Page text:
Winnie the Pooh (2011) - Rotten Tomatoes

Winnie the Pooh2011

Winnie the Pooh (2011)



Critic Consensus: Short, nostalgic, and gently whimsical, Winnie the Pooh offers young audiences -- and their parents -- a sweetly traditional family treat.

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Movie Info

Walt Disney Animation Studios returns to the Hundred Acre Wood with Winnie the Pooh. Featuring the timeless charm, wit and whimsy of the original featurettes, this all-new movie reunites audiences with the philosophical "bear of very little brain" and friends Tigger, Rabbit, Piglet, Owl, Kanga, Roo-and last, but certainly not least, Eeyore, who has lost his tail. "Ever have one of those days where you just can't win, Eeyore?" asks Pooh. Owl sends the whole gang on a wild quest to save Christopher Robin from an imaginary culprit. It turns out to be a very busy day for a bear who simply set out to find some honey. Inspired by three stories from A.A. Milne's books in Disney's classic, hand-drawn art style. -- (C) Walt Disney

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Jack Boulter
as Christopher Robin
Bud Luckey
as Eeyore
Huell Howser
as The Backson
John Cleese
as Narrator
Lisa Linder Silver
as Additional Voices
Robert Lopez
as Additional Voices
Tom Kenny
as Rabbit
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Critic Reviews for Winnie the Pooh

All Critics (131) | Top Critics (48)

It's beautifully handled by directors Stephen J. Anderson and Don Hall, everything working on the perfect childlike level that speaks directly to the youngest of children without ever once talking down to them.

July 23, 2011 | Rating: 3/4 | Full Review…

Winnie the Pooh generates smiles and chuckles from start to finish with its good-natured, episodic story of Pooh and friends going on a wild-goose chase to find a supposedly missing Christopher Robin...

July 22, 2011

Winnie the Pooh doesn't reinvent the wheel, just gives it an affectionate spin, and that is no more and no less than what one would hope from a family reunion.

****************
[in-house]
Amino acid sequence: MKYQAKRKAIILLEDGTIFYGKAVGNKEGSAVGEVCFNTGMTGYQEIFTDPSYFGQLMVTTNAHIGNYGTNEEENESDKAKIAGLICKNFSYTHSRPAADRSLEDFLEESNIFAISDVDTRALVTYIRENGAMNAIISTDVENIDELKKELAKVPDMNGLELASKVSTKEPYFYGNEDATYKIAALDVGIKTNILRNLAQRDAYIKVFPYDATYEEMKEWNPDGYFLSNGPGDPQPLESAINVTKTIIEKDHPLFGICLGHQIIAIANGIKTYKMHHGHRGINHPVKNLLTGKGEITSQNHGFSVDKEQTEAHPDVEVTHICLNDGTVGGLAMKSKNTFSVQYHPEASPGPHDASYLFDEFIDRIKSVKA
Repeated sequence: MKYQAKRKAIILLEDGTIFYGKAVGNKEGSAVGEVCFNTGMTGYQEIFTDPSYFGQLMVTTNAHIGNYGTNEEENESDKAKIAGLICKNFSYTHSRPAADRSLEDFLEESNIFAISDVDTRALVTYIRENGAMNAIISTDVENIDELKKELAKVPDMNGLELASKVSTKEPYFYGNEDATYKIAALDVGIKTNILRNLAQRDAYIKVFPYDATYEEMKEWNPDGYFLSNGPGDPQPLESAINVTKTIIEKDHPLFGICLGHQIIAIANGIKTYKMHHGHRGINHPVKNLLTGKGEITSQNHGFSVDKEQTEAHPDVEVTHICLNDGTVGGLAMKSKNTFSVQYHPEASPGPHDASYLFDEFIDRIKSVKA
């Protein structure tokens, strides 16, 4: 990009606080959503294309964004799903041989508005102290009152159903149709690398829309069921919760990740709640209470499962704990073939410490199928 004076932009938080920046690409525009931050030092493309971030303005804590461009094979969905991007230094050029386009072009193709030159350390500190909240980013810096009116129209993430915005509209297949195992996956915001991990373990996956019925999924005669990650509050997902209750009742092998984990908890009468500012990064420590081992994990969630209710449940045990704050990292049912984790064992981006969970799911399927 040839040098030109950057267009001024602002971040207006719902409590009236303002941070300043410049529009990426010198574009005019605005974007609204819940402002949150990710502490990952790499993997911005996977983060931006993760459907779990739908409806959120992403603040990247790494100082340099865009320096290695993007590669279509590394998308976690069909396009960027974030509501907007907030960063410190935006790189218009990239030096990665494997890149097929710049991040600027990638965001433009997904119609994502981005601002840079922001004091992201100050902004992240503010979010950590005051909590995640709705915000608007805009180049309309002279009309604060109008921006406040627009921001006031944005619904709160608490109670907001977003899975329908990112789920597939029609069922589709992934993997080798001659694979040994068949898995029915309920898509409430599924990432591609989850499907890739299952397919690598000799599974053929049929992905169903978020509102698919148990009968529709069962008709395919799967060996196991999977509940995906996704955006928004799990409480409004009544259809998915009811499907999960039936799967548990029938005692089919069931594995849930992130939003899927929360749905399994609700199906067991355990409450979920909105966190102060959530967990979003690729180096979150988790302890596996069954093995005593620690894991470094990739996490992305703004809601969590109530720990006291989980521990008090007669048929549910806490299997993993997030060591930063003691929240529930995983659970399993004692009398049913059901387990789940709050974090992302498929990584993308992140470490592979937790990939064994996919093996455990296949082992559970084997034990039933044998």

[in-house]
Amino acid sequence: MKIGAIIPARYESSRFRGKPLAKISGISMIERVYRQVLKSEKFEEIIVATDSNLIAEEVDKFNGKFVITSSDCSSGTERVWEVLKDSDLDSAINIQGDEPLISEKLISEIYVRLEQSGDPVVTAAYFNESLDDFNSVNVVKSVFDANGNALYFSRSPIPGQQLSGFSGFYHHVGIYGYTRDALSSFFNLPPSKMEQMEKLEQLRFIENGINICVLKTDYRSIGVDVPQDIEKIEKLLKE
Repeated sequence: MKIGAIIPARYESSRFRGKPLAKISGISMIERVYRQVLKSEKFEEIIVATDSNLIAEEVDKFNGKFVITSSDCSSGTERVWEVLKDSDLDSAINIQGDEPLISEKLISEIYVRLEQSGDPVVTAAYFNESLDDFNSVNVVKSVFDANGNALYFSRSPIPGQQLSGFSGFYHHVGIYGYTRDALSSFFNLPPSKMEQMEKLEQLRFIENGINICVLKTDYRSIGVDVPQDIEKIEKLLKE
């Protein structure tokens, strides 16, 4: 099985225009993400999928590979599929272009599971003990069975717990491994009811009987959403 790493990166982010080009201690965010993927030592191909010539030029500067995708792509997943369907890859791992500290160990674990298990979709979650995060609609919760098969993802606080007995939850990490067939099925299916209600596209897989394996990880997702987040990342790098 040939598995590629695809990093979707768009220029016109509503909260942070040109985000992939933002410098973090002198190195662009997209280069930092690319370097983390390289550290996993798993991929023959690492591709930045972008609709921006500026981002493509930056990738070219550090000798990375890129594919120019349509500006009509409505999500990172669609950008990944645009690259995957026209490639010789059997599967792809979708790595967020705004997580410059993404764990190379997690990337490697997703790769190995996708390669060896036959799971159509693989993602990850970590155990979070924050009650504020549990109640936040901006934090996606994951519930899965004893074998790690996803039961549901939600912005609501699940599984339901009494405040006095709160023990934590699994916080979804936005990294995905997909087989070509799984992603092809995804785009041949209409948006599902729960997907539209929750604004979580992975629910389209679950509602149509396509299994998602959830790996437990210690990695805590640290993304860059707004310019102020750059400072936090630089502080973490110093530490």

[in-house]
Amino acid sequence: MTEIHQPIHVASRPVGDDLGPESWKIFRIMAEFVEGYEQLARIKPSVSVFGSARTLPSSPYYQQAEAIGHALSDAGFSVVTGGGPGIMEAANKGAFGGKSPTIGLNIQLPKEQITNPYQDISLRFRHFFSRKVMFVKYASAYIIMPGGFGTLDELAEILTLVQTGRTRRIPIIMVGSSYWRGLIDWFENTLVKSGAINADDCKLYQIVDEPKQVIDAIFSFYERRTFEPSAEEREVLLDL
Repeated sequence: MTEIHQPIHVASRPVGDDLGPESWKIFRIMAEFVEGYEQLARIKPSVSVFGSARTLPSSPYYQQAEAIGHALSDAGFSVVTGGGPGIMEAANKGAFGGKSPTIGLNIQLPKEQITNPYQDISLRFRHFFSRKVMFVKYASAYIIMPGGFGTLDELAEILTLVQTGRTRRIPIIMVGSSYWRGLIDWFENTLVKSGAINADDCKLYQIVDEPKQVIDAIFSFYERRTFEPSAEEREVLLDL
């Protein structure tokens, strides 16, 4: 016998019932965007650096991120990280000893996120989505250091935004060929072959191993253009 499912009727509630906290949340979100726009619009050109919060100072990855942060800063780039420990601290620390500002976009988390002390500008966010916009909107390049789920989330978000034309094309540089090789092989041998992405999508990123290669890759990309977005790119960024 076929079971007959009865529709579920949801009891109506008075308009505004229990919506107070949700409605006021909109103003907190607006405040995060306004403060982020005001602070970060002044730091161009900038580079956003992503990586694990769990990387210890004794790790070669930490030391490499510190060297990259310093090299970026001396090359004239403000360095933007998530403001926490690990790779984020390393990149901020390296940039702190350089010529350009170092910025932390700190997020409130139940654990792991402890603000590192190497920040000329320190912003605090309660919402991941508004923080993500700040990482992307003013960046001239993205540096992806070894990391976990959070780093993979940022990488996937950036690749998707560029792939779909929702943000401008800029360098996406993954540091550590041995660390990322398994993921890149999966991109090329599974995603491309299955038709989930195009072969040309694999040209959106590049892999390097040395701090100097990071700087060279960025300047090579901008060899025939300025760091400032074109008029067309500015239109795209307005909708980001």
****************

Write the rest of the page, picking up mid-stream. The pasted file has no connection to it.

July 22, 2011 | Rating: 3.5/5 | Full Review…

It's a pleasure to sink into an animated family movie from Disney that radiates charm with a gentleness that seems damn near revolutionary.

July 17, 2011 | Rating: 3/4

In an era of hyperactive, overly verbal 3-D animated entertainment, I hope there is still room for a film as sweet and gentle as Winnie the Pooh. At the screening I attended it seemed like the young adults in the audience were enjoying it even...

July 15, 2011

Disney doesn't offer much here that it hasn't done as well before.

July 15, 2011 | Rating: 2/4 | Full Review…

Audience Reviews for Winnie the Pooh


Everything that made the first Winnie the Pooh animated feature so adorable (the official one, also by Walt Disney Animation Studios) is found here too, from great songs to adorable stories, and it is a delightful return to the traditional hand-drawn animation of the old days.

Carlos Magalhães
Carlos Magalhães

Super Reviewer

Eeyore has lost his tail. There's a competition to find him a new tail.

Candy Rose
Candy Rose

Super Reviewer


A strong revamp from Walt Disney, Winnie the Pooh is as sweet and nostalgic as the original was back in the seventies. Using newer voice actors, most of whom are spot on, this version has some of the same basic plot points as the original. Pooh is still as sumptuous and gluttonous as ever, masked by his neverending quest for some honey, to be with his good friend Christopher Robin, and spend his summers with his friends in the Hundred Acre Wood. The original looks more on the storytelling aspect of A.A. Milne's books, while this version is more intent on focusing on the characters and their eccentricities. While it loses some of its saccharine innocence by presuming the audience knows everything about the books, films, and television series, it still focuses on their blunders and misunderstandings, which is trivial yet enjoyable. The new songs are refreshing and catchy as ever. Tigger is still ignorant yet filled with boundless energy, Kanga and Roo still come off as a motherly presence and her son, and Piglet is still the unassuming little voice. It has been noted that these are the figments and pieces of Christopher Robin's psyche, which is evident, and makes their actions and inactions all the better. There are several shorts put together just like the original, and each is as childlike and true as the airy voice of Winnie the Pooh. A great way to delve back into my childhood and my love for Tigger, who shines yet again as the blustered misanthrope.

Spencer S.
Spencer S.

Super Reviewer

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